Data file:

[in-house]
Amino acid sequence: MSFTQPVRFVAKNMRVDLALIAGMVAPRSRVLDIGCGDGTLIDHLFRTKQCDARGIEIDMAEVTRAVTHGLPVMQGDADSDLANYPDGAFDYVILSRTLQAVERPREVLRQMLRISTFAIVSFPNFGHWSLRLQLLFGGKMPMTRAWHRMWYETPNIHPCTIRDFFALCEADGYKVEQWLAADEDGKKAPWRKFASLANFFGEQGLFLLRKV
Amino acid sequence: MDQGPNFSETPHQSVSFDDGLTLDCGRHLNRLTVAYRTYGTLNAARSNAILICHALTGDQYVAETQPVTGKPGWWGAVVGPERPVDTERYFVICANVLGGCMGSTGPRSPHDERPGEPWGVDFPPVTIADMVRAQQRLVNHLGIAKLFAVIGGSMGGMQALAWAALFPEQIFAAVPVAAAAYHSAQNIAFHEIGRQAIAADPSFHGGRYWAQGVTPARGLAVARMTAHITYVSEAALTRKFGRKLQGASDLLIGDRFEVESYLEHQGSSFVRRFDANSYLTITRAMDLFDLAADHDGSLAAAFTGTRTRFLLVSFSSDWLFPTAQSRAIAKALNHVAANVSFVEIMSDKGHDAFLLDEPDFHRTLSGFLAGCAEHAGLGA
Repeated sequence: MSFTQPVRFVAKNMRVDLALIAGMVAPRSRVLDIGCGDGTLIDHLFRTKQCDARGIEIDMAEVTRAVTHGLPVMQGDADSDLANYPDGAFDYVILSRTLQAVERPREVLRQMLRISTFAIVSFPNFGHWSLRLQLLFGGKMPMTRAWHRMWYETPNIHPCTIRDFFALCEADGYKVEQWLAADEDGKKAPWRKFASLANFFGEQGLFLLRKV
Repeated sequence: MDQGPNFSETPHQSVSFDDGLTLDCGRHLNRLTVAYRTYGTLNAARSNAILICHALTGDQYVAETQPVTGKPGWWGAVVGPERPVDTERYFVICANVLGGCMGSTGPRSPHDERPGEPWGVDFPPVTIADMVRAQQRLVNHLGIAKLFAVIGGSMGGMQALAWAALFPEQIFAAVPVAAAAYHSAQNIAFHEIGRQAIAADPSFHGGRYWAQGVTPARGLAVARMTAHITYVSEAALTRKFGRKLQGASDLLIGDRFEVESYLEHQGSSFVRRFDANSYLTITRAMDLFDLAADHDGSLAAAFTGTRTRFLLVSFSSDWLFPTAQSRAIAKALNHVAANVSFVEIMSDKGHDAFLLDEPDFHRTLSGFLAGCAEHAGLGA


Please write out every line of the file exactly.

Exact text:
[in-house]
Amino acid sequence: MSFTQPVRFVAKNMRVDLALIAGMVAPRSRVLDIGCGDGTLIDHLFRTKQCDARGIEIDMAEVTRAVTHGLPVMQGDADSDLANYPDGAFDYVILSRTLQAVERPREVLRQMLRISTFAIVSFPNFGHWSLRLQLLFGGKMPMTRAWHRMWYETPNIHPCTIRDFFALCEADGYKVEQWLAADEDGKKAPWRKFASLANFFGEQGLFLLRKV
Amino acid sequence: MDQGPNFSETPHQSVSFDDGLTLDCGRHLNRLTVAYRTYGTLNAARSNAILICHALTGDQYVAETQPVTGKPGWWGAVVGPERPVDTERYFVICANVLGGCMGSTGPRSPHDERPGEPWGVDFPPVTIADMVRAQQRLVNHLGIAKLFAVIGGSMGGMQALAWAALFPEQIFAAVPVAAAAYHSAQNIAFHEIGRQAIAADPSFHGGRYWAQGVTPARGLAVARMTAHITYVSEAALTRKFGRKLQGASDLLIGDRFEVESYLEHQGSSFVRRFDANSYLTITRAMDLFDLAADHDGSLAAAFTGTRTRFLLVSFSSDWLFPTAQSRAIAKALNHVAANVSFVEIMSDKGHDAFLLDEPDFHRTLSGFLAGCAEHAGLGA
Repeated sequence: MSFTQPVRFVAKNMRVDLALIAGMVAPRSRVLDIGCGDGTLIDHLFRTKQCDARGIEIDMAEVTRAVTHGLPVMQGDADSDLANYPDGAFDYVILSRTLQAVERPREVLRQMLRISTFAIVSFPNFGHWSLRLQLLFGGKMPMTRAWHRMWYETPNIHPCTIRDFFALCEADGYKVEQWLAADEDGKKAPWRKFASLANFFGEQGLFLLRKV
Repeated sequence: MDQGPNFSETPHQSVSFDDGLTLDCGRHLNRLTVAYRTYGTLNAARSNAILICHALTGDQYVAETQPVTGKPGWWGAVVGPERPVDTERYFVICANVLGGCMGSTGPRSPHDERPGEPWGVDFPPVTIADMVRAQQRLVNHLGIAKLFAVIGGSMGGMQALAWAALFPEQIFAAVPVAAAAYHSAQNIAFHEIGRQAIAADPSFHGGRYWAQGVTPARGLAVARMTAHITYVSEAALTRKFGRKLQGASDLLIGDRFEVESYLEHQGSSFVRRFDANSYLTITRAMDLFDLAADHDGSLAAAFTGTRTRFLLVSFSSDWLFPTAQSRAIAKALNHVAANVSFVEIMSDKGHDAFLLDEPDFHRTLSGFLAGCAEHAGLGA